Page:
Assistant SG:
(pretty much avoids the question)

Justice Breyer:
Does the government believe that it's sufficiently argued this, or would you suggest on the government's behalf that if it becomes an issue it's set for reargument? That was really my question.

Assistant SG:
Well, yes, we would certainly want it set for reargument--

Justice Scalia:
That's the right answer.


1) Breyer and Scalia don't agree on much, but they seem to like the idea of re-argument on the point we raised. ("That's the right answer"-- you're so money, Justice Scalia!)

2) If it is re-argued, Breyer has changed his mind, come to our position, and we may win.

3) Crikeys! Did they actually read my brief?

[I don't actually know the answer to #3, but I like to think they did... and, well, it's still pretty awesome what you can do with the help of some Baylor students).


No helicopter looking for a murder,
Two in the morning, I got the Fatburger,
I even saw the lights of the Goodyear Blimp...

I gotta say it was a good day. Again. Thanks, friends, students, mentors, and especially those of you who have been all three.

Wednesday, February 24, 2010


It's time for the Baylor/A & M Hatefest 2010!

Tonight I'll be at the big Baylor/A & M basketball game here in Waco. For some reason, this has become a very heated rivalry (I'm from Michigan, so I don't know much about in-state rivalries; we really only have one strong school). At this game last year, in fact, the ESPN announcer said with a straight face that he "feared for his life" and that the crowd had "turned ugly."

The fact is that I really like A & M. Many of my favorite students came from A & M, including many of the best writers, a fact which flies in the face of my theory that the best writers come from small schools.

I like the strong traditions and identity at A & M. I find that to be a constant at the schools I like best-- you never get the idea it was anyone's second choice (Yale Law has this quality, too).

For law school purposes, too, I like the fact that A & M produces strong personalities like Jed or one of my favorite Razorites, the Dallas ADA (who is an Assistant D.A., not an Americans with Disabilities Act, as some have implied).

A few years ago, I was asked to give a Wiley Lecture down at A & M. I had never been on the campus before, but I was the recipient of tremendous hospitality. I was given a parking space to shoot for, and when I pulled in, a group of students walked up to greet me and take me to dinner. I was fascinated by the culture of the place almost immediately.

When it was time to give the lecture, I was shown into a full room. There was a professor there to introduce me, and a student to introduce him. The student approached the podium, looked up, and said "Howdy!"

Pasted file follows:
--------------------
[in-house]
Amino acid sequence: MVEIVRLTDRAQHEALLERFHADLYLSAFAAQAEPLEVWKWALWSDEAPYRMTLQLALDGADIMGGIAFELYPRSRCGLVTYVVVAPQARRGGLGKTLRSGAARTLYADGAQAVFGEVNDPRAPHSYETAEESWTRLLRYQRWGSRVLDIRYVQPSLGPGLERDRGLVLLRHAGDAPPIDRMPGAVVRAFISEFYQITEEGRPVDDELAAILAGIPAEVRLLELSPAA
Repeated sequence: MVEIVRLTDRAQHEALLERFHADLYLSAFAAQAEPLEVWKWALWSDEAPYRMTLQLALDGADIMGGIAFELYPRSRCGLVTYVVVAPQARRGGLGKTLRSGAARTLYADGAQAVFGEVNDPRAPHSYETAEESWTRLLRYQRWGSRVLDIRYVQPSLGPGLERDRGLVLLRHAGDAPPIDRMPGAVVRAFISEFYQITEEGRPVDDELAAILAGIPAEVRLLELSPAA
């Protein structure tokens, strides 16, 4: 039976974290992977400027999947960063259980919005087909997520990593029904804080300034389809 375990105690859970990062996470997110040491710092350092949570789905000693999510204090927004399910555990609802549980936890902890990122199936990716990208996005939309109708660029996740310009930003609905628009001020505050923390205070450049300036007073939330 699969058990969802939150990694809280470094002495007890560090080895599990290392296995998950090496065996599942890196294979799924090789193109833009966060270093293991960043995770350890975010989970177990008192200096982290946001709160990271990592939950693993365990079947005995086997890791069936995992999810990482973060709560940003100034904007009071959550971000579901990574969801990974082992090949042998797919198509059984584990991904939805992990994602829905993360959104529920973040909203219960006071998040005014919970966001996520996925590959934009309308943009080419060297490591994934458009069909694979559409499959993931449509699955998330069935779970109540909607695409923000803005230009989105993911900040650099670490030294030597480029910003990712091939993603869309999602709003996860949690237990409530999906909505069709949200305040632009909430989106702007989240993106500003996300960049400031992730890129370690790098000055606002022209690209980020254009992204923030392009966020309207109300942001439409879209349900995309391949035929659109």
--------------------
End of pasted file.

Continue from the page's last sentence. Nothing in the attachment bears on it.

"Howdy!" yelled everyone back at her.

At this point, I leaned over to the professor, and asked him what the heck was going on. "If you say "howdy" to people," he explained, "they have to say it back."

I began my lecture with about three rounds of "howdy!" It was a good day, one of those lush green fields...


When salt loses its saltiness, prosecutors, and emotion

I think life should be fully lived, and a person should allow him or herself a full range of emotions-- that is, we are at our best and most meaningful when there is real joy, real hurt, and recognize both the tragic destruction and stunning beauty around us. With our eyes wide open, the blues can be cobalt and the greens like a lush field in spring. I am not suggesting that anyone change their lives to generate emotion (that can be incredibly destructive), but simply that they let themselves feel the emotion that goes with the events of their lives. (I suspect this line of thought comes from the Suzanne Vega video I posted a few days ago, where she tries to smile while singing a profoundly sad song).

Prosecutors have, as their principle task, the management of tragedy. When I won a conviction, there was something profoundly sad about that verdict-- it would not undo the crime, unharm the victim, and simply marked another stage in a tragic life probably bound for more harm and pain. To do the job well, though, one must allow himself or herself to really see that tragedy-- to look in the face of a victim, and know the pain in the families of defendants. It is emotionally draining to do this, but to avoid the emotional aspect of the underlying tragedy is to fail to see the whole of the story. Importantly, the prosecutor must both see the tragedy but often let it continue-- must do her duty and ensure that someone is incarcerated. I did it many many times, and it was the right thing to do. Still, it was a task that took me to dark places, and that made it all the more meaningful.

Over time, many prosecutors cope with the tragedy by developing mechanisms to take the emotional edge off. Some use humor, others vilify all defendants, and some use one to do the other. For others, it becomes a 9-to-5 task, and the defendants and victims are reduced to numbers (a reduction made easier by things like the sentencing guidelines, which literally reduce a defendant to nothing more than numbers).

There is a cost to a system of career prosecutors, and one might be suggested by the question Christ asked: "What is salt when it has lost its saltiness?" (Matthew 5:13) What is the job of managing tragedy when it no longer seems tragic?

Tuesday, February 23, 2010


Top five Texas snow day activities (from what I can see)

1) Waiting for the tow truck.